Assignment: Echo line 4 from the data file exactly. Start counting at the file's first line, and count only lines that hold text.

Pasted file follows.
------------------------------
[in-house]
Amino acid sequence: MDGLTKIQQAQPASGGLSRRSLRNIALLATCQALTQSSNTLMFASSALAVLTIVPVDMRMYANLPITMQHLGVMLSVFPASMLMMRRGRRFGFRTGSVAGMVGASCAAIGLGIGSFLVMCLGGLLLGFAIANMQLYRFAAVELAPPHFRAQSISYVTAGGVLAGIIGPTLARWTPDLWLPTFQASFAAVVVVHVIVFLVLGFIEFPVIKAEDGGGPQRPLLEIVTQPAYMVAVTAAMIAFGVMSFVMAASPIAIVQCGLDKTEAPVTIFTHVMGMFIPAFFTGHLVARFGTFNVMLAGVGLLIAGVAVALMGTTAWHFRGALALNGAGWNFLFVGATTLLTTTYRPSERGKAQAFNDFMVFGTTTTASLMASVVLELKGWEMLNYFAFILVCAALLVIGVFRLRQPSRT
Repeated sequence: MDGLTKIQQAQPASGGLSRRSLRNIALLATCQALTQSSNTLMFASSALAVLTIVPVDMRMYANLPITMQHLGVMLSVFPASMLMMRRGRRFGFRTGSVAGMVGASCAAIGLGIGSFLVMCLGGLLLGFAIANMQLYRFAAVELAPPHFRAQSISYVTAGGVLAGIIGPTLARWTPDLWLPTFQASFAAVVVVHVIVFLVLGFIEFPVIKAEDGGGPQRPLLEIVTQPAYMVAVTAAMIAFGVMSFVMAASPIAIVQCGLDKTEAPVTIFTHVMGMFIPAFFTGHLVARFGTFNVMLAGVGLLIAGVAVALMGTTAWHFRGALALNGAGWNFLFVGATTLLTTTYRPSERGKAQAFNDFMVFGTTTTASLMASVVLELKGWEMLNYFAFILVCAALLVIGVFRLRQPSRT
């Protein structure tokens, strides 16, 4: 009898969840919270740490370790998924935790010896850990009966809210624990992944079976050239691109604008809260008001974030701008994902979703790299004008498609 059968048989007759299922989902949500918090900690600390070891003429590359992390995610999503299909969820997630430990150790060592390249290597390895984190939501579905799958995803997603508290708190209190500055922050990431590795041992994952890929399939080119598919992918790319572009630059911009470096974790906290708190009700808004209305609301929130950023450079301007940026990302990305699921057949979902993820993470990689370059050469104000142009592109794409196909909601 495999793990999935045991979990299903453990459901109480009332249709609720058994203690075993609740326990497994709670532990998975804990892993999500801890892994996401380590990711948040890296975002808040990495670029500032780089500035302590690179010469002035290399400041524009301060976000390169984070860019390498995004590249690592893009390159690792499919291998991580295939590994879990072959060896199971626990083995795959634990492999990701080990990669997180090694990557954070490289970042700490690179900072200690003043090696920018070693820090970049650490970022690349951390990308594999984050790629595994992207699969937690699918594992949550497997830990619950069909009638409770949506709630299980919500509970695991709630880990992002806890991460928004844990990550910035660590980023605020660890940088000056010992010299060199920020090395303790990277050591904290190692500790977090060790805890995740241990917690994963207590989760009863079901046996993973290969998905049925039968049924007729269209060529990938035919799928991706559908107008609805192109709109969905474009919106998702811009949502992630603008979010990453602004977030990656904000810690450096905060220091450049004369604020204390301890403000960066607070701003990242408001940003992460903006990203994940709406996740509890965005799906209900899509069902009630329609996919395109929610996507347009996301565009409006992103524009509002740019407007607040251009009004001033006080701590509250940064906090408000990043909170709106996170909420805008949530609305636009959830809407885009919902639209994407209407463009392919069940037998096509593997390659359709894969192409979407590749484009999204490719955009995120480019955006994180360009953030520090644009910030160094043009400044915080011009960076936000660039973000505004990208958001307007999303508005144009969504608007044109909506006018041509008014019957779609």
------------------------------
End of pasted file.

């Protein structure tokens, strides 16, 4: 009898969840919270740490370790998924935790010896850990009966809210624990992944079976050239691109604008809260008001974030701008994902979703790299004008498609 059968048989007759299922989902949500918090900690600390070891003429590359992390995610999503299909969820997630430990150790060592390249290597390895984190939501579905799958995803997603508290708190209190500055922050990431590795041992994952890929399939080119598919992918790319572009630059911009470096974790906290708190009700808004209305609301929130950023450079301007940026990302990305699921057949979902993820993470990689370059050469104000142009592109794409196909909601 495999793990999935045991979990299903453990459901109480009332249709609720058994203690075993609740326990497994709670532990998975804990892993999500801890892994996401380590990711948040890296975002808040990495670029500032780089500035302590690179010469002035290399400041524009301060976000390169984070860019390498995004590249690592893009390159690792499919291998991580295939590994879990072959060896199971626990083995795959634990492999990701080990990669997180090694990557954070490289970042700490690179900072200690003043090696920018070693820090970049650490970022690349951390990308594999984050790629595994992207699969937690699918594992949550497997830990619950069909009638409770949506709630299980919500509970695991709630880990992002806890991460928004844990990550910035660590980023605020660890940088000056010992010299060199920020090395303790990277050591904290190692500790977090060790805890995740241990917690994963207590989760009863079901046996993973290969998905049925039968049924007729269209060529990938035919799928991706559908107008609805192109709109969905474009919106998702811009949502992630603008979010990453602004977030990656904000810690450096905060220091450049004369604020204390301890403000960066607070701003990242408001940003992460903006990203994940709406996740509890965005799906209900899509069902009630329609996919395109929610996507347009996301565009409006992103524009509002740019407007607040251009009004001033006080701590509250940064906090408000990043909170709106996170909420805008949530609305636009959830809407885009919902639209994407209407463009392919069940037998096509593997390659359709894969192409979407590749484009999204490719955009995120480019955006994180360009953030520090644009910030160094043009400044915080011009960076936000660039973000505004990208958001307007999303508005144009969504608007044109909506006018041509008014019957779609």